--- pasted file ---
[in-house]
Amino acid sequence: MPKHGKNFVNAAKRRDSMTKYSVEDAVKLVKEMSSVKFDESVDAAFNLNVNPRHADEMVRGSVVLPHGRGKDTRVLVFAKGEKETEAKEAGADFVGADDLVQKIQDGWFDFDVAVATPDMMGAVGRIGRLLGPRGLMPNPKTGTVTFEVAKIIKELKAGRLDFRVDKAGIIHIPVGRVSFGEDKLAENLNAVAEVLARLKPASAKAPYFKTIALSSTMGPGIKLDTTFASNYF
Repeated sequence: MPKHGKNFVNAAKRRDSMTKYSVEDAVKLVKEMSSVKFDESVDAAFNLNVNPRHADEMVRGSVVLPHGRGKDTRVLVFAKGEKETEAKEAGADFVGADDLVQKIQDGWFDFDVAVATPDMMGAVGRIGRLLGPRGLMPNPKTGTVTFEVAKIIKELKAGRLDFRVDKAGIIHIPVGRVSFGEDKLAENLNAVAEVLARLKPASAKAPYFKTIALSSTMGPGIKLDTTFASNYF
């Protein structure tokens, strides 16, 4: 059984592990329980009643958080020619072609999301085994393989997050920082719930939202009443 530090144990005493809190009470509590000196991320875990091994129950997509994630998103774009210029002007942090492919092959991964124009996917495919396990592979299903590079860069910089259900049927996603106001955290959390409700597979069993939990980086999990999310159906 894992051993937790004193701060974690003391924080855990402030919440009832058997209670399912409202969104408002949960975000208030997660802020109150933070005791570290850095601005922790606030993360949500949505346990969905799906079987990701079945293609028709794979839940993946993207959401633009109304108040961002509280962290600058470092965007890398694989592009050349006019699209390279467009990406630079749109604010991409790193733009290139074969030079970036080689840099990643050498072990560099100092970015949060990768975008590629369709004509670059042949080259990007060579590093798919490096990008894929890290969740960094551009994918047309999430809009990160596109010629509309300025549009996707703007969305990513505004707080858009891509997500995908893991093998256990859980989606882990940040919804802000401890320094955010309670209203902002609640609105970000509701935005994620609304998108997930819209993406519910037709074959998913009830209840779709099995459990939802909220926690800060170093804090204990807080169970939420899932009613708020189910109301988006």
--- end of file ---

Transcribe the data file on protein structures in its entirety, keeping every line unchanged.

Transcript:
[in-house]
Amino acid sequence: MPKHGKNFVNAAKRRDSMTKYSVEDAVKLVKEMSSVKFDESVDAAFNLNVNPRHADEMVRGSVVLPHGRGKDTRVLVFAKGEKETEAKEAGADFVGADDLVQKIQDGWFDFDVAVATPDMMGAVGRIGRLLGPRGLMPNPKTGTVTFEVAKIIKELKAGRLDFRVDKAGIIHIPVGRVSFGEDKLAENLNAVAEVLARLKPASAKAPYFKTIALSSTMGPGIKLDTTFASNYF
Repeated sequence: MPKHGKNFVNAAKRRDSMTKYSVEDAVKLVKEMSSVKFDESVDAAFNLNVNPRHADEMVRGSVVLPHGRGKDTRVLVFAKGEKETEAKEAGADFVGADDLVQKIQDGWFDFDVAVATPDMMGAVGRIGRLLGPRGLMPNPKTGTVTFEVAKIIKELKAGRLDFRVDKAGIIHIPVGRVSFGEDKLAENLNAVAEVLARLKPASAKAPYFKTIALSSTMGPGIKLDTTFASNYF
């Protein structure tokens, strides 16, 4: 059984592990329980009643958080020619072609999301085994393989997050920082719930939202009443 530090144990005493809190009470509590000196991320875990091994129950997509994630998103774009210029002007942090492919092959991964124009996917495919396990592979299903590079860069910089259900049927996603106001955290959390409700597979069993939990980086999990999310159906 894992051993937790004193701060974690003391924080855990402030919440009832058997209670399912409202969104408002949960975000208030997660802020109150933070005791570290850095601005922790606030993360949500949505346990969905799906079987990701079945293609028709794979839940993946993207959401633009109304108040961002509280962290600058470092965007890398694989592009050349006019699209390279467009990406630079749109604010991409790193733009290139074969030079970036080689840099990643050498072990560099100092970015949060990768975008590629369709004509670059042949080259990007060579590093798919490096990008894929890290969740960094551009994918047309999430809009990160596109010629509309300025549009996707703007969305990513505004707080858009891509997500995908893991093998256990859980989606882990940040919804802000401890320094955010309670209203902002609640609105970000509701935005994620609304998108997930819209993406519910037709074959998913009830209840779709099995459990939802909220926690800060170093804090204990807080169970939420899932009613708020189910109301988006």